Wisconsin farmers made good use of last week’s hot and dry weather, harvesting 92 percent of first cutting hay and, in some areas, already beginning work on second crop.
Photo By Carole Curtis
Making hay when the sun shines
It was hot and dry last week, meaning Wisconsin crops have the heat they need to grow, but they need moisture. However, that lack of rain and dew meant great hay-making weather.
According to the June 11 "Wisconsin Crop Progress Report", first cutting hay was 92 percent harvested by June 10, far above last year's mark of 58 percent, the five-year average of 54 percent and each of the past 10 years.
A chart of the last decade's first crop hay harvest put the average at 49 percent for June 10. The closest year was 2010 with 71 percent, followed by 2006 with 70 percent and 2009 with 60 percent.
Conditions were excellent for drying and curing baled hay.
"It was some of the best hay-curing weather for early June that we have seen in some time," the reporter from Wood County said in the report created with input from a state-wide network of farm reporters and county ag agents.
However, lack of moisture was slowing growth and reducing the quality of the second crop in some areas.
Unseasonably warm weather pushed daytime highs into the 90s across Wisconsin and fueled average temperatures for the week to four to six degrees above normal.
Statewide, average low temperatures ranged from 54 to 59 degrees, while average highs fell between 77 to 84 degrees. Green Bay topped 92 degrees and Eau Claire and La Crosse hit 91. In Washburn County, Saturday and Sunday temperatures were in the 90s and it was windy.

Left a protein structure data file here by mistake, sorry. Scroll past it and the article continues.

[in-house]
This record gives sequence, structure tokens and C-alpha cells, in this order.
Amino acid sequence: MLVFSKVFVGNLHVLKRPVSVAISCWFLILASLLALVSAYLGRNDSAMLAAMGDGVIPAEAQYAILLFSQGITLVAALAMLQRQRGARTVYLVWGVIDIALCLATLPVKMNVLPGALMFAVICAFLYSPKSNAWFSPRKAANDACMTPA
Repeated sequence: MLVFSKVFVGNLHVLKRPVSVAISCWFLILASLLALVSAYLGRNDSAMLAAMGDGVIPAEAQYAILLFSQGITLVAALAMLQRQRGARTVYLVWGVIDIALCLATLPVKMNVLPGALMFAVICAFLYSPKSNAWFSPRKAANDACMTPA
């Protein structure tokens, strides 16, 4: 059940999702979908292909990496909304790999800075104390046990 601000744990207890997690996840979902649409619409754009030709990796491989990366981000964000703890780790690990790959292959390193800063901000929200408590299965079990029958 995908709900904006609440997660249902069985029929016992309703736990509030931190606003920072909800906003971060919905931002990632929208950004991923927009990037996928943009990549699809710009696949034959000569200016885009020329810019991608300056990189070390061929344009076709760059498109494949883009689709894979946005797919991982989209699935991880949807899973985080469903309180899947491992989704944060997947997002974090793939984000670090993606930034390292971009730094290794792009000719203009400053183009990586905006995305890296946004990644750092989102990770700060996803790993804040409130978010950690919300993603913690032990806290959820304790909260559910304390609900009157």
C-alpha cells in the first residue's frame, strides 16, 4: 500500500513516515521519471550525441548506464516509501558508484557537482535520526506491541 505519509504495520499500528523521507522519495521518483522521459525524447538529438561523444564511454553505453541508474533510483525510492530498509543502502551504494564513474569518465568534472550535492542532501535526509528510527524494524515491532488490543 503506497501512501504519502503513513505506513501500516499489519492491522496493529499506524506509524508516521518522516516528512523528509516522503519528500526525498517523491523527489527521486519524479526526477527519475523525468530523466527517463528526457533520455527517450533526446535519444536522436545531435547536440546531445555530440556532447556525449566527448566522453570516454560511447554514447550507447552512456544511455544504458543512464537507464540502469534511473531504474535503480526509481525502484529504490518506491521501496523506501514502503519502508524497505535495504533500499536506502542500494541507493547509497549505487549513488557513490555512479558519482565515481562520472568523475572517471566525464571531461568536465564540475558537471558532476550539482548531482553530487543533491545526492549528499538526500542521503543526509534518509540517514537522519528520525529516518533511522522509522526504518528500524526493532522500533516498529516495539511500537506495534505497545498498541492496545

This year's warm weather has crops running two to three weeks early across the board, the report said, noting both second crop hay and the strawberry harvest have begun ahead of normal.
Farmers in Sheboygan County are beginning their second cutting of hay, while Pierce County reported about 30 percent of second crop has already been harvested.
In Rock County, second crop hay was complete in some areas, with most expected to finish this week.
Statewide, soil moisture levels were 56 percent short to very short, the report said, which is limiting crop growth in spite of the heat.
In the northeast district, 77 percent of soils were listed as short or very short, while 85 percent of soils in the southeast district were short or very short. "Pray for rain," the reporter from Outagamie County requested.
The document underlined the widespread need for rain. "We need rain badly. Second crop is at a standstill," the reporter from Langlade County said. "We need rain very badly," the reporter from Dunn County echoed.
In Walworth County, where about one inch of rain has fallen over the last month, corn was curling over the weekend with the 90-degree heat. "We are in need of rain quite badly," the reporter shared.
It is also "very dry" in Marquette County and in La Crosse County, where lighter soils are showing signs of stress on young plants and second crop hay.
Other reporters also told of crops on lighter soils showing stress from lack of moisture.
Herbicide and insecticide applications were the major field activities for the 6.6 days suitable for fieldwork over the second full week of June, as growers reacted to rising weed and insect pressure.